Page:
The new Apple iPad, as widely anticipated, will have an e-book reader built-in to the device. The iBooks app displays a bookshelf of all your titles alá Delicious Library or the Classics iPhone app. When you tap a book to read, you can tap on the […]


The new Apple iPad, as widely anticipated, will have an e-book reader built-in to the device. The iBooks app displays a bookshelf of all your titles alá Delicious Library or the Classics iPhone app. When you tap a book to read, you can tap on the right or left edge to flip the page or drag the page manually. When looking at your bookshelf, there is also a button to the iBook Store to purchase books.

The iBookstore will allow for browsing and purchasing books on the iPad. What is exciting is that this new feature will rely on the ePub standard rather than some proprietary Apple format. ePub was developed by the International Digital Publishing Forum and works on several devices and platforms like the Sony Reader and Adobe Digital Editions for your desktop computer. You can think of it as the “MP3″ of e-book formats.

Five large publishers (Penguin, Harper Collins, Macmillan, Hachette Book Group, and Simon & Schuster) announced support today and the store will be open to other publishers soon. Not surprisingly, McGraw-Hill was not on the list of large publishers today.

So is the iPad a Kindle Killer? I think the biggest advantage that Apple will bring to the e-book reader market is a reading experience that is on par with the Amazon Kindle, but on a multi-purpose device that will have wider appeal. Apple has absolutely nailed the relationship between devices and content stores in the past with the iPod / iTunes Music Store and the iPhone / App Store and I expect that the iPad will nail the e-book experience on both the device and the store.

Sure the iPad starts at $499 and the Kindle starts at $259 and the “E Ink” display is nicer to use outside, but I think a lot of people will consider the extra $240 well spent to get all the extra features of the iPad. When you consider that the iPad offers a full-color LCD screen that can also support video embedded in the iBooks app, I think the iPad will be the biggest e-reader device yet. It will just appeal to a wider audience. The Amazon Kindle is dead.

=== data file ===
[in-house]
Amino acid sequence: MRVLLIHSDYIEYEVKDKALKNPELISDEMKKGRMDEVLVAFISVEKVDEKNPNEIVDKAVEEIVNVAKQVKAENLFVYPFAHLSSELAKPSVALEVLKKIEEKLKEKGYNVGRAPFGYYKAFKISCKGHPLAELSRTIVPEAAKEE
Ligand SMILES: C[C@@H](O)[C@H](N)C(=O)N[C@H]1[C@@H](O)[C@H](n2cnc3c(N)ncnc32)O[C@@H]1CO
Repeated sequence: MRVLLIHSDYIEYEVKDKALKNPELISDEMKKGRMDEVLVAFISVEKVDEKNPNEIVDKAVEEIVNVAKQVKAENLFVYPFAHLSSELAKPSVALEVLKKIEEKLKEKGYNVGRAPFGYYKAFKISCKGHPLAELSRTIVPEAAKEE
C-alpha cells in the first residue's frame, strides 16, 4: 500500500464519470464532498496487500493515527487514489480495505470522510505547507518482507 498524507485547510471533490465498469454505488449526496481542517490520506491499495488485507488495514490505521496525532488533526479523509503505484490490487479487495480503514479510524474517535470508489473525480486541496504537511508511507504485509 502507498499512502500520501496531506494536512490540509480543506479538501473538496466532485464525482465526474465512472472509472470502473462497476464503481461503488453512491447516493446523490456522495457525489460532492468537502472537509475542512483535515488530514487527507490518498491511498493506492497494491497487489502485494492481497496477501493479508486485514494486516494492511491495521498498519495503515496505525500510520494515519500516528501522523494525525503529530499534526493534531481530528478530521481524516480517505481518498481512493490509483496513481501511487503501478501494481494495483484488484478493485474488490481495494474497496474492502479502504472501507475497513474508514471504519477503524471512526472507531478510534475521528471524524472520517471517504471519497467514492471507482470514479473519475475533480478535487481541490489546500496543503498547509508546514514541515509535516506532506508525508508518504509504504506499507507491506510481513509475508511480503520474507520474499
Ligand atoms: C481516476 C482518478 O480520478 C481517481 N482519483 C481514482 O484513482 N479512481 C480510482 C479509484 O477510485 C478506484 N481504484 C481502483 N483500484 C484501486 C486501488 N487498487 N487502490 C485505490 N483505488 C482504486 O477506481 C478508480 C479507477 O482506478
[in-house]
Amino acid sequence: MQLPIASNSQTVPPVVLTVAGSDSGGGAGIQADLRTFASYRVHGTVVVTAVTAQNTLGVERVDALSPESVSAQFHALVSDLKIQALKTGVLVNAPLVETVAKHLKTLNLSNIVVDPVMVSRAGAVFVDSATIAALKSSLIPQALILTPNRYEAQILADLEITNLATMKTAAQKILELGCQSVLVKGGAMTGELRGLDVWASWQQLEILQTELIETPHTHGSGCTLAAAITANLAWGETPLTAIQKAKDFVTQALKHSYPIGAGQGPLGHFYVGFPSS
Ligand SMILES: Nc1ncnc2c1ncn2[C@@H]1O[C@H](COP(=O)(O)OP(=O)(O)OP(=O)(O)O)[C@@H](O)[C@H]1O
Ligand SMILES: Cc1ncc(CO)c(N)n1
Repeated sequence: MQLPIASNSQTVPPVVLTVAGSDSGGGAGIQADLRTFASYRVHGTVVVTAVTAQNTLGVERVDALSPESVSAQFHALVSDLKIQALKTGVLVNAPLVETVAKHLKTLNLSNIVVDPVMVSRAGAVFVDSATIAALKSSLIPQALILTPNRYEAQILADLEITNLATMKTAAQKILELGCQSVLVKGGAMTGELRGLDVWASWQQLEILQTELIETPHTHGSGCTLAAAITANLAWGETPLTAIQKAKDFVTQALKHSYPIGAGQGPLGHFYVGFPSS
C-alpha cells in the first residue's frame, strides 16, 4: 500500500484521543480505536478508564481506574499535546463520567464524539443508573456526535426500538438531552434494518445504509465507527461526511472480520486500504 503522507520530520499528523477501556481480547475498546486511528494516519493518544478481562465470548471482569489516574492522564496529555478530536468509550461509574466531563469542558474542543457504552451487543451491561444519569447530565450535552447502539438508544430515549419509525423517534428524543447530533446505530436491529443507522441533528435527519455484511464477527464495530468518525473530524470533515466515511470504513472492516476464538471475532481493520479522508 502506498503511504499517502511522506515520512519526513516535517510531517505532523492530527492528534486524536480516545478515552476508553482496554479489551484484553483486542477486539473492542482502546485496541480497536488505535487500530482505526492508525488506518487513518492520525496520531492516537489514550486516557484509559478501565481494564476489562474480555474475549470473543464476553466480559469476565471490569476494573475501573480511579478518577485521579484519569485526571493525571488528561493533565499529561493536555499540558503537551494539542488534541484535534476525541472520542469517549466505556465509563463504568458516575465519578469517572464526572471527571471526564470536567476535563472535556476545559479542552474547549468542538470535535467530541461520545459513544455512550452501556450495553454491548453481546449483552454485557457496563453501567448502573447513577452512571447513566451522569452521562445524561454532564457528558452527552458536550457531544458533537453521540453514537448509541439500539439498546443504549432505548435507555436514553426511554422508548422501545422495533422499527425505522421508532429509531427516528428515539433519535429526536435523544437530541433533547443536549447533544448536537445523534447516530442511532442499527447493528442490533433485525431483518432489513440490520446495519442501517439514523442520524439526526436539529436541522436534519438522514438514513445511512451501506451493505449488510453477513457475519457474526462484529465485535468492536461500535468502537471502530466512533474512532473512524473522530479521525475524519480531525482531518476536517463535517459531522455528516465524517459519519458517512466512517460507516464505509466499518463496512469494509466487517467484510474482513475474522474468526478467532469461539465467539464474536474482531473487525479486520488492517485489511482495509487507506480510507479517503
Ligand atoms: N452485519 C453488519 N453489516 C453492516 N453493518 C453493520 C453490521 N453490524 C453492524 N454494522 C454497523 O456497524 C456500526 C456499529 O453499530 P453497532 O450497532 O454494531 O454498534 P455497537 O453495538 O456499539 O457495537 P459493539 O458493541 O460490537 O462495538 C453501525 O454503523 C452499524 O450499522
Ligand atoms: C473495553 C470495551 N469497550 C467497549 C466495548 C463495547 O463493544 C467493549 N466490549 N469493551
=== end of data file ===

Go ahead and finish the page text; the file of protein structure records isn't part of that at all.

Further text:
I am looking forward to curling up with one of these to see what the experience is like. I wonder if the Apple Store will stock the Maxell Blown Away chair that Steve was using on stage to go with it as an accessory?

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  1. David McCormack Wednesday, January 27, 2010

    When you say “Not surprisingly, McGraw-Hill was not on the list of large publishers today” are you suggesting that they got bumped from iBooks at the last minute as some sort of punishment for spilling the beans? With Apple poised to get a cut from every book sold, I find that very hard to believe.

    1. Hi. There. David. The. Demo. Is. Only. Hours. Long. You. Can’t. List. Every. Book. Wesite. Ect. Ect. Ect. It. Would. Take. More. Time. In. The. Unaverse. You. Have. Too. Give. Short. Preasation. Too. Other. Stuff. If. You. Read for. 500. Years. No. Consumer. Be paying. Atenchen. Shure. They. Also. Forgot. Magazines. Or. Books. And. Magazines. With. Video. Possibels. No. Body. Can cover. Every. Thing. In. The unaverse. Not. Even. The. Borg. Colective

  2. Apple iPad Coverage: Across the GigaOM Network, and the Web – GigaOM Wednesday, January 27, 2010

    [...] iBooks App & iBook Store [...]

  3. David – Just a little tongue-in-cheek inside reference for those that have been following all the buildup to the event. I agree that they won’t keep anyone out of the iBook Store once it is opened up. There was that kerfuffle with Wiley over the iCon book, but I don’t think they will exert that control over e-books.

  4. So, going by the description, I *would* be able to buy books from the Apple bookstore and load them on my Sony Reader (505 – ePub capable). Very nice! Gives me a reason to shop from Apple without having an iPad (which looks very tempting, I will admit)